- We have contingency options to manage any unforeseen eventualities.
- For example, not launching a project until funding is secured, or having plans to scale back activity
- Our plan has been communicated to everyone who needs to know about it and it is simple, clear and will be understood by them
- The information reported focusses on the key issues and will enable us to take action in good time, if we need to
Congratulations, you have created a simple, clear and effective business plan. If you are unsure about any of the above, revisit your plana nd make any changes you need to.
Communicating Your Charity Plan And Making It A Success
The World is full of detailed and beautifully crafted plans sitting on shelves gathering dust. in any, except the smallest of charities, it is your staff and volunteers who will deliver your plan, so they need to know what you want them to do and feel motivated to do so. If you e mail a big complicated plan to everyone, it may not be read and, if it is, may not mean much to its readers.
You need to communicate your plan in a simple, clear way that engages them. It also needs to be reflected in any other plans or procedures. For example, your budget and risk plans, any project plans and, for larger charities, appraisal objectives and departmental work plans.
For reporting, sometimes reports are too 'fluffy' or nor easily understandable, or far too long and complicated. Often these can be simply rubber stamped by boards. Ensure that your reports meet your needs, focus on the key issues, are clear and understandable for trustees, and acted upon. Here's the Charity Excellence guide to making reports more effective and less work.
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Business plan template and guidance
Introduction , what is a business plan .
A business plan sets out the financial and organisational aspects of your business. It shows:
- an overview of your organisation
- the financial status of your organisation
- the context in which your organisation sits
- how you wish to develop your organisation
A business plan is not the same as a project plan. It focuses on the overall organisation and not specific activities.
If you already have a business plan, then there is no need for you to produce another in order to apply to The National Lottery Heritage Fund. This is a guide for developing a business plan should you not already have one.
We are using the following headings for a business plan, which you can use as a template:
- About your organisation
- Governance and management structures
- Market appraisal and your approach
- Financial appraisal
- Monitoring and evaluating your organisation
- Organisational impact assessment
- Contact details for your organisation
As every organisation is different you may wish to present the information under different headings or add additional content that better explains how your organisation works.
Your business plan doesn’t need to be a long document. Try to make sure that you are as concise and clear as possible. Most importantly the plan needs to be a document that you can refer back to and update in the general course of running your organisation.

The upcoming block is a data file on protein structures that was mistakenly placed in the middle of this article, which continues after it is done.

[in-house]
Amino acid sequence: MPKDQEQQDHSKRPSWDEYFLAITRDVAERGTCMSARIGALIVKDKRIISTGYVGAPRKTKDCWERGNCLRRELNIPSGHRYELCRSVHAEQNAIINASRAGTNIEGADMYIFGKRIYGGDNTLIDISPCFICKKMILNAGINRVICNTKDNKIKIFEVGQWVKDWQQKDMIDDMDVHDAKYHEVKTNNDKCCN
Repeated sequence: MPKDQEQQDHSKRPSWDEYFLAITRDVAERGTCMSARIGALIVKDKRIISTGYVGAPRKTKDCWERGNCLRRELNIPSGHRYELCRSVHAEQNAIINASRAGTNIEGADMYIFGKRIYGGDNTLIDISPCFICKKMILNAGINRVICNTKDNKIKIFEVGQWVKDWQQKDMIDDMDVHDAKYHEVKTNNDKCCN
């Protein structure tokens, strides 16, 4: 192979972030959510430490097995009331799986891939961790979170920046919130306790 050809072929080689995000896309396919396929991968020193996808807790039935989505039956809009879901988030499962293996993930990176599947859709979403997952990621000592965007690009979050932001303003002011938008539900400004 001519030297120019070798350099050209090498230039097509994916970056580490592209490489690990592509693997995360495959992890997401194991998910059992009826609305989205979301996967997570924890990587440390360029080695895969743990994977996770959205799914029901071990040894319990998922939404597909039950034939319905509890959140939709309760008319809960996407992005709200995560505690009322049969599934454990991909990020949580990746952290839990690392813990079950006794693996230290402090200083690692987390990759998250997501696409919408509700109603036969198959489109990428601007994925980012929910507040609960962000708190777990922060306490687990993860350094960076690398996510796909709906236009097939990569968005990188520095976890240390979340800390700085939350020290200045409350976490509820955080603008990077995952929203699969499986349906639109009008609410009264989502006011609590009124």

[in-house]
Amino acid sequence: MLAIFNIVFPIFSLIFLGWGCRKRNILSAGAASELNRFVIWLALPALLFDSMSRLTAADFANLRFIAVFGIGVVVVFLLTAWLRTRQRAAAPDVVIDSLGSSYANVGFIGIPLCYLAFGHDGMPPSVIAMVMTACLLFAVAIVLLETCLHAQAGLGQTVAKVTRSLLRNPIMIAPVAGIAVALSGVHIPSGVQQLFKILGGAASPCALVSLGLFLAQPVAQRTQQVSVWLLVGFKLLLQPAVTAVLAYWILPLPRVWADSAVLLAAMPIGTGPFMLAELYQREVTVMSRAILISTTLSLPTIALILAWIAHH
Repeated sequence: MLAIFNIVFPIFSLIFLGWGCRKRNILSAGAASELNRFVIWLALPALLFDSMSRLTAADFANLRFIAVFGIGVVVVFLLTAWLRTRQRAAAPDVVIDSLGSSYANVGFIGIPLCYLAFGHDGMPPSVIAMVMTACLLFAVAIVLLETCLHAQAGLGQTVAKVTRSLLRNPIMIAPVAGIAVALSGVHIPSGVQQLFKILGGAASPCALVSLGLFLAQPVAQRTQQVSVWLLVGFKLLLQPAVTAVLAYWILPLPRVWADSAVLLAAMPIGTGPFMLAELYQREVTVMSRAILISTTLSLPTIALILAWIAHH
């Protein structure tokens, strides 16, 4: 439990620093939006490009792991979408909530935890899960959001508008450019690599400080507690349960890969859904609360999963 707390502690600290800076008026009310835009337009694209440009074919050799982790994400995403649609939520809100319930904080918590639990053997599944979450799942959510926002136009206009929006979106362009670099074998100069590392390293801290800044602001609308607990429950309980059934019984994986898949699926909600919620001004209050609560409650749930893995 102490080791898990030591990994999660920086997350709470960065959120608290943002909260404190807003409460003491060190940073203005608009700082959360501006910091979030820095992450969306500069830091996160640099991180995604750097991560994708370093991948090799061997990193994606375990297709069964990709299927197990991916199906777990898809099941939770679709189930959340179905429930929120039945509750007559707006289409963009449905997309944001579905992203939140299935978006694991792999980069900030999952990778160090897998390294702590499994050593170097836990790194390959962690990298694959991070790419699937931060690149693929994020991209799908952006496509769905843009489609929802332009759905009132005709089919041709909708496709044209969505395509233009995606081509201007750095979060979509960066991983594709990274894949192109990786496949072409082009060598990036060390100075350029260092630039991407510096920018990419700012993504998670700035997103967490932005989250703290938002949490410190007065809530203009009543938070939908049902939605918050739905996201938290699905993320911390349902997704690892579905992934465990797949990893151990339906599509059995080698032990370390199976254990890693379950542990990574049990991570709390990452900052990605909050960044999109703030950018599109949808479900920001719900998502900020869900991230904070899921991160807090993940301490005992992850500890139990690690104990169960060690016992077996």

Who should produce a business plan?
The business plan is a key document for any organisation and can be used to inform your stakeholders about the vision of your organisation, the types of activities you are pursuing and the impact you are trying to achieve.
If you are applying for a National Lottery Grant for Heritage of over £250,000, we will ask you to submit your current business plan with your first-round application. If you are successful, you will be expected to update and develop this to reflect the longer-term sustainability of your project. You can allocate some budget within your grant request to help you do this.
Under the National Lottery Grants for Heritage programme £3,000-£10,000 and £10,000-£250,000, we can support individual organisations, partnerships or consortia to deliver a wide range of activities to increase their resilience or take on the management of heritage, including applying for funding to develop a business plan.
Before writing your plan
Things to consider before producing your business plan:
- What work needs to be done in order to complete the plan? How will you go about gathering your evidence?
- Does the plan require seeking expertise on areas such as market analysis, taxation or legal matters?
- Who will write the plan? How will you engage staff and trustees in the process?
- What are the timelines for the business plan to be approved?
Writing and reviewing your plan
The template below will provide you with a basic framework for developing a business plan for your organisation.
At the end of each section there are prompts to help you review your plan once you have prepared a draft in order to identify areas which may need further work.
Additional sections and information should be added as required by your organisation. Links to additional resources can be found at the end of this document.
Once you have a draft of your business plan it is a good idea to review it in order to assess its strengths and weaknesses, address any gaps and ensure it’s as clear, concise and logical as possible.